Photo Credit: Flash90
Then-Mayor of London Boris Johnson at the Kotel, November 11, 2015.

By David Isaac

U.K. Prime Minister Boris Johnson’s Conservative government has resolved to pass legislation that will stop public bodies from adopting anti-Israel boycott resolutions in the United Kingdom. The proposed legislation was outlined in the Queen’s Speech, an annual ceremonial address on May 10 that opens parliament and which sets out the government’s legislative priorities.


The bill’s purpose, according to a government summary, is to stop public bodies from engaging in boycotts and prevent them from “adopting their own approach to international relations.”

U.K. municipal councils, among them the Lancaster City Council in 2021 and the Leicester City Council in 2014, have passed BDS resolutions against Israel.

The summary noted that boycotts politicize public institutions, erode “community cohesion” and “overwhelmingly target Israel,” contributing to the “horrific rise in anti-Semitism in the U.K.—including Kosher food being removed from supermarket shelves, Jewish films being banned from a film festival and a student union holding a vote on blocking the formation of a Jewish student society.”

The Conservative Party has shown a determination to put an end to such boycotts. In Sept. 2016, under Prime Minister Theresa May, the government introduced regulations, or “guidance,” to stop local councils from making politically motivated pension fund decisions against Israel or U.K. defense companies.

However, in April 2020 the Supreme Court of the United Kingdom struck down those regulations in a case brought by the Palestine Solidarity Campaign (PSC), a pro-BDS group.

“Pro-Palestinian activists were successful in securing a Supreme Court ruling in the United Kingdom saying that the advice from the conservative government was unlawful and that local councils had the right to take these kinds of decisions,” said Toby Greene of the political studies department at Bar-Ilan University. “Since then, the conservative government has said that it would propose legislation to enforce its position that local councils should not be able to make such decisions.”

Robert Festenstein, legal counsel for Jewish Human Rights Watch (JHRW), an organization formed in 2014 to stem the “rising tide of anti-Semitism in the U.K.,” and which played a key role in pushing the government to take action against local councils, told JNS he expects the bill could pass before the summer recess in July.

“The Conservative Party has been enormously supportive of the Jewish community and they have made it very clear to us repeatedly that they think that the rise in anti-Semitism in the U.K. is a matter of very considerable concern,” he said.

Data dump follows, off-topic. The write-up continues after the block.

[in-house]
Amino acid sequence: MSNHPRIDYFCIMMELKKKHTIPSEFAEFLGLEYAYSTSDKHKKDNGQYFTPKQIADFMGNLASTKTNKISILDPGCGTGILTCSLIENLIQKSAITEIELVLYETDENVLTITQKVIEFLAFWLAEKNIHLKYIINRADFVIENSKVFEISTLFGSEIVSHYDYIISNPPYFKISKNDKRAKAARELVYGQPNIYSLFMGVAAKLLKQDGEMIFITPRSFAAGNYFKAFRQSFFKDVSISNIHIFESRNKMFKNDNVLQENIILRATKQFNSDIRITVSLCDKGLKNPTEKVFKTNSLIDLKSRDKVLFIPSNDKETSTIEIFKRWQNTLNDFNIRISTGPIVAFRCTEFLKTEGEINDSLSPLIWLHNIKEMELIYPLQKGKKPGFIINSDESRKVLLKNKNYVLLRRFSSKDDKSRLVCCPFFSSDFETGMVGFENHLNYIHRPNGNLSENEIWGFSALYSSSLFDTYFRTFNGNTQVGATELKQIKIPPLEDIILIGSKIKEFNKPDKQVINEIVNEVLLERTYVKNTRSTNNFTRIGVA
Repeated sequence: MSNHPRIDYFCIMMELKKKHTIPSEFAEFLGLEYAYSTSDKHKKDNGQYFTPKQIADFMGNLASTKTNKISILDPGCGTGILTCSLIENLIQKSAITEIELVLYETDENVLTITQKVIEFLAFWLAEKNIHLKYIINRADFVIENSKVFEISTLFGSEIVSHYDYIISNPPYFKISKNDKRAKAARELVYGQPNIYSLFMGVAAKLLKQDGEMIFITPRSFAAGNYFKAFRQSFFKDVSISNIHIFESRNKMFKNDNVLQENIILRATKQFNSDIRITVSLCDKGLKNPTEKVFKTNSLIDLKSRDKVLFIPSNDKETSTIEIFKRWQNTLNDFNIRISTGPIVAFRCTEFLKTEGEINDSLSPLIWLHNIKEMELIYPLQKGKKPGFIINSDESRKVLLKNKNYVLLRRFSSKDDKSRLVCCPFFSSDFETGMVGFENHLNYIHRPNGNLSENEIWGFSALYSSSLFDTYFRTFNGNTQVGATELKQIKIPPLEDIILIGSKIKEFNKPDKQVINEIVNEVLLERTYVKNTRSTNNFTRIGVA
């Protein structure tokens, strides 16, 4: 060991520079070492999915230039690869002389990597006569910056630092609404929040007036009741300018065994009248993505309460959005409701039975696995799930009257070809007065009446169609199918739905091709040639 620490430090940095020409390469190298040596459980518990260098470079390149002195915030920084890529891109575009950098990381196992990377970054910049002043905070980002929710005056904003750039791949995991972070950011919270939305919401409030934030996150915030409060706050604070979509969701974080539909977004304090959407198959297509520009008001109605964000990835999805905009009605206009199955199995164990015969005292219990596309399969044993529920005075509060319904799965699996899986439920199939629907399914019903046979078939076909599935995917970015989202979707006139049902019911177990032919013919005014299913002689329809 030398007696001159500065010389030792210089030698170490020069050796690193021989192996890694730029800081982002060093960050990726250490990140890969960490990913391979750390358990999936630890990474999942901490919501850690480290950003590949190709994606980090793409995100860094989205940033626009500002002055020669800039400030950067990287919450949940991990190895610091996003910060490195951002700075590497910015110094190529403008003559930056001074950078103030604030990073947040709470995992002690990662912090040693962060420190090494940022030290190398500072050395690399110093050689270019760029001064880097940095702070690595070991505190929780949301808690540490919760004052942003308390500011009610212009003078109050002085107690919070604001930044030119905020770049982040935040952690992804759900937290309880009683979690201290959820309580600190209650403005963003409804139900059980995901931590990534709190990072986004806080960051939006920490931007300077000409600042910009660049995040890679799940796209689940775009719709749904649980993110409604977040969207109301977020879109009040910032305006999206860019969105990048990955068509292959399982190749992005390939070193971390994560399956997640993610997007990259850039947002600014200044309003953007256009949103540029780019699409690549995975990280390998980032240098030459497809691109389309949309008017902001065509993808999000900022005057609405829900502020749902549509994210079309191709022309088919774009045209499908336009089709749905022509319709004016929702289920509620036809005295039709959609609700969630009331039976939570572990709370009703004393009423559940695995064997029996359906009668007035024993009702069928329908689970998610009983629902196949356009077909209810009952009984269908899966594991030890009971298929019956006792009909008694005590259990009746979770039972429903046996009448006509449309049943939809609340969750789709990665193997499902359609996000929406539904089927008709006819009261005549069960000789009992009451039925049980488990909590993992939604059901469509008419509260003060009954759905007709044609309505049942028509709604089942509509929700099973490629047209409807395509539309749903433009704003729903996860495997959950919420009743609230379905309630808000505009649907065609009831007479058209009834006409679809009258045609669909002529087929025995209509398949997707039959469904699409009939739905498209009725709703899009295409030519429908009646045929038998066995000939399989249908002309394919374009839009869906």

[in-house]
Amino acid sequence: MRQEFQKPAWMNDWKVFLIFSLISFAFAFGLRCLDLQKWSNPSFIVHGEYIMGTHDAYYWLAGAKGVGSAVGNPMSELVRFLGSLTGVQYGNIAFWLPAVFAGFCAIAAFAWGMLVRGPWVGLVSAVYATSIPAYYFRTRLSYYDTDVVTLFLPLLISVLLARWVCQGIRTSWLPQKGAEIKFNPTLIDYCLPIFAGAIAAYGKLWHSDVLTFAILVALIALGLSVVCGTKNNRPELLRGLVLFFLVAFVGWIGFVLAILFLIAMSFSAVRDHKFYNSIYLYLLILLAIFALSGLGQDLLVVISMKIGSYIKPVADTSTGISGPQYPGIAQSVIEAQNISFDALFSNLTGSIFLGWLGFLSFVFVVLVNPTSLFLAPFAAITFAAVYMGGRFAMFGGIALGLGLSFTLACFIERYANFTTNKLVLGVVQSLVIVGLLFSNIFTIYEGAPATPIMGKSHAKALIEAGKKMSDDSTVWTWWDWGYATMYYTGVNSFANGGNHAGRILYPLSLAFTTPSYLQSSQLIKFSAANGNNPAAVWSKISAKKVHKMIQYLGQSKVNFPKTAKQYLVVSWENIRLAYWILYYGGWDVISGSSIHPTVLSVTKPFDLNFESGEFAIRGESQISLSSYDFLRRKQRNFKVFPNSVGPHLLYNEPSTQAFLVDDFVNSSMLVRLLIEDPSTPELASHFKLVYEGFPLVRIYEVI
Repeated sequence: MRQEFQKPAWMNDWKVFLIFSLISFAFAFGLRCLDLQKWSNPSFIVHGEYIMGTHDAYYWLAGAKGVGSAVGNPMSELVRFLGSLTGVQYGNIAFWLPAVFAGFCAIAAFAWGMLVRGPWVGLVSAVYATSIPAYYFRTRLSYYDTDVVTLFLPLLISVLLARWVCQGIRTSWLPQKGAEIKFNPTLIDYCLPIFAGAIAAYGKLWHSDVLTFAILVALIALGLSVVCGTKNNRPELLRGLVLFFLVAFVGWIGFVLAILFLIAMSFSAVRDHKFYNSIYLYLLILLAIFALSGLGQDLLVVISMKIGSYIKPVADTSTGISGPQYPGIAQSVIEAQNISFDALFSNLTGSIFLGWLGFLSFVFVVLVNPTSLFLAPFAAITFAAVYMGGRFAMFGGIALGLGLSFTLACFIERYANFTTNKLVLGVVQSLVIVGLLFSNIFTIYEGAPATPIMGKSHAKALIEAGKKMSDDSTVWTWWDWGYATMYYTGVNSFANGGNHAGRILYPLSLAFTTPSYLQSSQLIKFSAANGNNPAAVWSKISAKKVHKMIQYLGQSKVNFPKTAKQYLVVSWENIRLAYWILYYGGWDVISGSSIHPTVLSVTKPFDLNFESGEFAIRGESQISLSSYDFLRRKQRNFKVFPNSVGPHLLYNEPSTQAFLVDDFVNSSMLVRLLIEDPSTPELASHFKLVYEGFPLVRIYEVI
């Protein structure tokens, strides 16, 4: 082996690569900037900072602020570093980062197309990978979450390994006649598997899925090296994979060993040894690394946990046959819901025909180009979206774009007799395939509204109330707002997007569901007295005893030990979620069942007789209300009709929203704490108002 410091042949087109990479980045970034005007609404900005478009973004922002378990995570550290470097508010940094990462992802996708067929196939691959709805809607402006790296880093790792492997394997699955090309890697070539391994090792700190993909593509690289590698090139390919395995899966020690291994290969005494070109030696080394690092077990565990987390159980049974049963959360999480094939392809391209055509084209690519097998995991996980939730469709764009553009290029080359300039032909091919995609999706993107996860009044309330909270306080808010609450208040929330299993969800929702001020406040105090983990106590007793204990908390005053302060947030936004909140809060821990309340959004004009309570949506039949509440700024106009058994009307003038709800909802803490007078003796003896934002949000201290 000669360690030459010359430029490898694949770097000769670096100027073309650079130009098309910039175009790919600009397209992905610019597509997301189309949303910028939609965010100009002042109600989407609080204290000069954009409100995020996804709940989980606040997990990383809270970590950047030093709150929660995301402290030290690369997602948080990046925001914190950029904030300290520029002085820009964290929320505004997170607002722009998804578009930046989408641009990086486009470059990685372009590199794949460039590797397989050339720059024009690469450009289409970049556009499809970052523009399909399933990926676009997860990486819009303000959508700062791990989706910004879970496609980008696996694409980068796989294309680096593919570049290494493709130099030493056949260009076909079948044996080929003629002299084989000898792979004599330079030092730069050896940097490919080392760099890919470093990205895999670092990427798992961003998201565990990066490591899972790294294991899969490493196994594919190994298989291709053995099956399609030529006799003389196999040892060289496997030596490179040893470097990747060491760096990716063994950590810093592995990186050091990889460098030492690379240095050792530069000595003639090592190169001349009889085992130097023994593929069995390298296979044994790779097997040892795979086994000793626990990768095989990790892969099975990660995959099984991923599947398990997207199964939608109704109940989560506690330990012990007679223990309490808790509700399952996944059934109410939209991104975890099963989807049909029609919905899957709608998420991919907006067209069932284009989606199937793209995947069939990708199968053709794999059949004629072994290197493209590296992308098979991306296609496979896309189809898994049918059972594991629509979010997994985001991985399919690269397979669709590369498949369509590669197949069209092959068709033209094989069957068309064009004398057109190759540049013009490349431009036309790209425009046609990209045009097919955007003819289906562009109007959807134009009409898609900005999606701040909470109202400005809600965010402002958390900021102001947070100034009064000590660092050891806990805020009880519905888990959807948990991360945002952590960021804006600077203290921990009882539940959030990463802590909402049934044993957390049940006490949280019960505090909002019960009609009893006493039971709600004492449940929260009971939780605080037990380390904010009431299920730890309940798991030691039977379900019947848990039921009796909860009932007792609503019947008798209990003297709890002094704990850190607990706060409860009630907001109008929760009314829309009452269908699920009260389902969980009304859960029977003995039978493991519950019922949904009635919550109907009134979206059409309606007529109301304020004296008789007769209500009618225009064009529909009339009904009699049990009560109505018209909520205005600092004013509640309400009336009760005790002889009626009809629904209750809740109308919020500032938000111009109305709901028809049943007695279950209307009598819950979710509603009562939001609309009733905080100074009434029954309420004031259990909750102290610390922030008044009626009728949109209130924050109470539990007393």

JHRW put a spotlight on local council boycotts by filing suit in 2015 against the Leicester City Council, which in 2014 targeted goods from Jewish settlements in Judea and Samaria.

“Our claim was based upon our view that the debate which has taken place in the council chamber amongst the councilors had not complied with their obligations under what is called the public sector equality duty,” said Festenstein. “What that means is they’ve got to make sure that nobody is disadvantaged by the actions that they take. … We were saying that they failed to do this when they had this debate, that is, to think about the impact this resolution would have upon the Jewish community.”

Festenstein said the Leicester City Council announced in their defense that the boycott was a non-binding resolution. While the judges rejected that argument, saying essentially that there was no such thing as a non-binding resolution, the court still ruled in the council’s favor, arguing that the council had weighed the impact on the Jewish community. “They were satisfied that the council had discharged that duty,” he said.

Although JHRW lost the case and subsequent appeal, “It wasn’t the great victory they thought it was because after that we turned to the conservative government to say to them, ‘Look, this is ridiculous. We can’t always be arguing with local authorities when they say they want to boycott Israel, which is a country 2,000 miles away and has nothing to do with local politics,’ ” said Festenstein.

Ian Jade, a spokesman for JHRW, told JNS that the proposed legislation will be an effective tool “because it sends a signal for democracy and decency that it’s no longer acceptable in this day and age to use boycotts against Jews and against Israel.”

“It draws a line in the cement that says we’re not going to put up with this. It’s up to the government to decide foreign policy, not a group of organizations with clear links to Holocaust deniers,” he said, referring to the anti-Israel groups pushing local councils to boycott Israel, particularly the aforementioned Palestine Solidarity Campaign. “We made a series of reports on PSC and we clearly showed that the membership was full of Holocaust deniers,” he added.

JHRW focused its efforts on BDS when it recognized that “there’s never been an organization such as BDS that acts globally with one set of strategies. BDS is unique insofar as it moves as one single organism across the world, and its aim really is to harm Jews, because it can’t take on the Israeli state. It contaminates Jewish life by essentially blaming Jews for the rights or the wrongs of Israeli government actions,” he said.

“At the heart of all of this isn’t Israel,” he said. “This is another form of Jew-hate coming down through the years. These people would still exist without the State of Israel.”

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